Over the past five months, health authorities report that three new cases of leprosy were diagnosed in Volusia County, Florida, suggesting that this disease might not be as ancient as we had hoped. Before identifying these three new patients as infected with the disease, only one single case of leprosy had been diagnosed in Volusia in the last 10 years.
Two of the three newly-diagnosed cases, health officials explain, have been linked to recent contact with the only known animal carrier of Mycobacterium Leprae (the causing agent of the disease) in the US, nine-banded armadillos.
This chronic disease also known as Hansen’s disease manifests with a plethora of symptoms, from nerve granulomas and respiratory tract granulomas, to skin and eye lesions, sensitivity issues (patients often lack the ability of feeling pain) weakness and even poor eyesight. Transmission occurs when infected individuals come in contact with healthy people, although not every person is susceptible to the disease.
Officials note that the disease has a particularly long and inconstant incubation period. Ranging from nine months to 20 years, leprosy may present with a significant delay from the moment of infection, so that an epidemiologic analysis it that much more difficult. It’s because of this particular incubation pattern, health officials say, that a new wave of infections isn’t likely.
Although extremely rare in modern times, leprosy represented a true challenge for healthcare practitioners in the past, as the disease was not only contagious but also quite difficult to handle. Nowadays, a fast diagnosis paired-up with early treatment are usually enough to prevent morbidity and the disabilities which usually follow the disease.
The disease’s Hebrew name is “tsara’ath”, which would translate to unclean. In ancient times, people carried the unfounded belief that leprosy patients had performed acts which deemed them physically or spiritually “unclean” and deserving of God’s wrath.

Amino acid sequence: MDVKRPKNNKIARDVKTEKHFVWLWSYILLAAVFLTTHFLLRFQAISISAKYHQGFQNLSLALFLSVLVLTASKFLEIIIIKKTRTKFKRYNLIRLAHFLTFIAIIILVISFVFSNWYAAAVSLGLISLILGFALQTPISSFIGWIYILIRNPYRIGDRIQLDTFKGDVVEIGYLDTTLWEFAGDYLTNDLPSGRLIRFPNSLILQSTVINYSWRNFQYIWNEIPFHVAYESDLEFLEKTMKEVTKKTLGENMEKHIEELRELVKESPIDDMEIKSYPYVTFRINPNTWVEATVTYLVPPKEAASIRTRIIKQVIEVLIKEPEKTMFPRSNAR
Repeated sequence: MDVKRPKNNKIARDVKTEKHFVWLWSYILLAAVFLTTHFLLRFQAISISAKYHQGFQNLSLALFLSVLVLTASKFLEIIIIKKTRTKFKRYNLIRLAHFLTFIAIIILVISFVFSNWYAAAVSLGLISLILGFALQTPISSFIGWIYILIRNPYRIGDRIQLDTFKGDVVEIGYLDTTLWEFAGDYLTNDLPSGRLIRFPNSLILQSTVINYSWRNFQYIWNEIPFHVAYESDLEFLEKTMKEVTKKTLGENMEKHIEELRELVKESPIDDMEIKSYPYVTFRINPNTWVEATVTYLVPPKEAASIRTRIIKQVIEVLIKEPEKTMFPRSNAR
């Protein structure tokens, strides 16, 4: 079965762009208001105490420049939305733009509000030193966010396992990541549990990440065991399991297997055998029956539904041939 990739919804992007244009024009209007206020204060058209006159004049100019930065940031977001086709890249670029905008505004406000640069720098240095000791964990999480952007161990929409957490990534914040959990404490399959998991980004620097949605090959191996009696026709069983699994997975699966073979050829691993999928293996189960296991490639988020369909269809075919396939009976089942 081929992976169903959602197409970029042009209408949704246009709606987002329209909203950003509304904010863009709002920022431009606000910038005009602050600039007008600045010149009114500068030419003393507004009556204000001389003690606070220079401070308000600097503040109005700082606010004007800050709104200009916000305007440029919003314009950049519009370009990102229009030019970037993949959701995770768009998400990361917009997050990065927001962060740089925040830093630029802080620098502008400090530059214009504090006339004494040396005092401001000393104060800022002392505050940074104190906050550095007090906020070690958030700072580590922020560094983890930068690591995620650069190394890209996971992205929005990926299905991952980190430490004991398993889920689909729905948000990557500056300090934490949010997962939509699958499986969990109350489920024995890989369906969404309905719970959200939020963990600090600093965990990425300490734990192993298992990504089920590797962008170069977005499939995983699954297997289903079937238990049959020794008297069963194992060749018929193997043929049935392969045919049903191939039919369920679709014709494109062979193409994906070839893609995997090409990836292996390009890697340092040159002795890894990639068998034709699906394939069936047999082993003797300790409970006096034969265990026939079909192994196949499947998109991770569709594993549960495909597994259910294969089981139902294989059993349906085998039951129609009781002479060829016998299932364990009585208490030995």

Centers for Disease Control and Prevention statistics show that approximately 80 cases of leprosy are reported yearly within the United States, and Florida normally sees a maximum of 8 to 10 cases per year. Other states are more frequently affected, Department of Health and Human Services’ 2009 report shows. Among these states are California, Massachusetts, Texas, Florida, Hawaii and New York.
As an article published in the New England Journal of Medicine suggests, armadillo may indeed be the infection’s source, as these animals are the sole carrier of Mycobacterium Leprae in the US.
Although most humans within the US are immune to the causing agent of leprosy, there is a possibility of transmission, and health officials advise citizens to avoid contact with armadillos. A course of antibiotics paired with a Multidrug therapy regimen comprised of Dapsone, Rifampicin and Clofazimine is considered the most effective treatment option. Ranging from 6 months to 2 years, this treatment course can not only be used during the acute phases of the infections but also in chronic forms.
Exposure to infected people should be followed by immediate medical attention as well as a rapid administration of antibiotics.
Over the last five years, Brevard County, Volusia’s neighbor, has also experienced an increase in leprosy cases. In fact, of the eight leprosy cases diagnosed with leprosy in 2014, three stemmed from Brevard. The disease is particularly difficult to track, Barry Inman, Brevard County Health Department epidemiologist explains, because of the illness’s inconstant incubation time.
Image Source: Animalspot
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